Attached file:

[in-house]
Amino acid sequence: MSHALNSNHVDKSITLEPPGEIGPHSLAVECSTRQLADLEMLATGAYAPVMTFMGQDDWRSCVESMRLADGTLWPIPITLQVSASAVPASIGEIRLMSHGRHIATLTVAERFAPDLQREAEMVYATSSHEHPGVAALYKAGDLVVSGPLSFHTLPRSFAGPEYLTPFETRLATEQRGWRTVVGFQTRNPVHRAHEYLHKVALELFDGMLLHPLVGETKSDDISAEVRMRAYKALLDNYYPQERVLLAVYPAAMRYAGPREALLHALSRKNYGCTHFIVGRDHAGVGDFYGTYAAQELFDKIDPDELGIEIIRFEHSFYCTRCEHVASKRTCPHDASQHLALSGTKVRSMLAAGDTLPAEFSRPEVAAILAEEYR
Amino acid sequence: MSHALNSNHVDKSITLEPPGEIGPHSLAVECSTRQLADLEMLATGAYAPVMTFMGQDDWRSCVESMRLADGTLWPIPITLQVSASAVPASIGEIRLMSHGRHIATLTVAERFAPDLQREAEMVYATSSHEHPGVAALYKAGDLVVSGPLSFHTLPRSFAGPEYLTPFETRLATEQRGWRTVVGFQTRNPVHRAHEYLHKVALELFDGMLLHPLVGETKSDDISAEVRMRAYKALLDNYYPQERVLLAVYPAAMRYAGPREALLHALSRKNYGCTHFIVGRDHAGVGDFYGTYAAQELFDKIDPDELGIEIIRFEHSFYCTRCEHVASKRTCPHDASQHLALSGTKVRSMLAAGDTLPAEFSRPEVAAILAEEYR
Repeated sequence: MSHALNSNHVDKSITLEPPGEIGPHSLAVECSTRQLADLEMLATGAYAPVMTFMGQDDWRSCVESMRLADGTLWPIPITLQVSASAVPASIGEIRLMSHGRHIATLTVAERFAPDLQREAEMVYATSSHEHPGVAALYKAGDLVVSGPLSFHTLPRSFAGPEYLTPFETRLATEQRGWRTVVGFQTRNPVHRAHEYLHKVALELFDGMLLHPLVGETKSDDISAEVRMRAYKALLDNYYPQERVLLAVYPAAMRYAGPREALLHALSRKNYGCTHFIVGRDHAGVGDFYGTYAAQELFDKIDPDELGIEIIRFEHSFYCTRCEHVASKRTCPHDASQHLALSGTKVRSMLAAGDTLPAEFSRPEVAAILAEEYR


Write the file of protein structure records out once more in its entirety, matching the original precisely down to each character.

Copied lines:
[in-house]
Amino acid sequence: MSHALNSNHVDKSITLEPPGEIGPHSLAVECSTRQLADLEMLATGAYAPVMTFMGQDDWRSCVESMRLADGTLWPIPITLQVSASAVPASIGEIRLMSHGRHIATLTVAERFAPDLQREAEMVYATSSHEHPGVAALYKAGDLVVSGPLSFHTLPRSFAGPEYLTPFETRLATEQRGWRTVVGFQTRNPVHRAHEYLHKVALELFDGMLLHPLVGETKSDDISAEVRMRAYKALLDNYYPQERVLLAVYPAAMRYAGPREALLHALSRKNYGCTHFIVGRDHAGVGDFYGTYAAQELFDKIDPDELGIEIIRFEHSFYCTRCEHVASKRTCPHDASQHLALSGTKVRSMLAAGDTLPAEFSRPEVAAILAEEYR
Amino acid sequence: MSHALNSNHVDKSITLEPPGEIGPHSLAVECSTRQLADLEMLATGAYAPVMTFMGQDDWRSCVESMRLADGTLWPIPITLQVSASAVPASIGEIRLMSHGRHIATLTVAERFAPDLQREAEMVYATSSHEHPGVAALYKAGDLVVSGPLSFHTLPRSFAGPEYLTPFETRLATEQRGWRTVVGFQTRNPVHRAHEYLHKVALELFDGMLLHPLVGETKSDDISAEVRMRAYKALLDNYYPQERVLLAVYPAAMRYAGPREALLHALSRKNYGCTHFIVGRDHAGVGDFYGTYAAQELFDKIDPDELGIEIIRFEHSFYCTRCEHVASKRTCPHDASQHLALSGTKVRSMLAAGDTLPAEFSRPEVAAILAEEYR
Repeated sequence: MSHALNSNHVDKSITLEPPGEIGPHSLAVECSTRQLADLEMLATGAYAPVMTFMGQDDWRSCVESMRLADGTLWPIPITLQVSASAVPASIGEIRLMSHGRHIATLTVAERFAPDLQREAEMVYATSSHEHPGVAALYKAGDLVVSGPLSFHTLPRSFAGPEYLTPFETRLATEQRGWRTVVGFQTRNPVHRAHEYLHKVALELFDGMLLHPLVGETKSDDISAEVRMRAYKALLDNYYPQERVLLAVYPAAMRYAGPREALLHALSRKNYGCTHFIVGRDHAGVGDFYGTYAAQELFDKIDPDELGIEIIRFEHSFYCTRCEHVASKRTCPHDASQHLALSGTKVRSMLAAGDTLPAEFSRPEVAAILAEEYR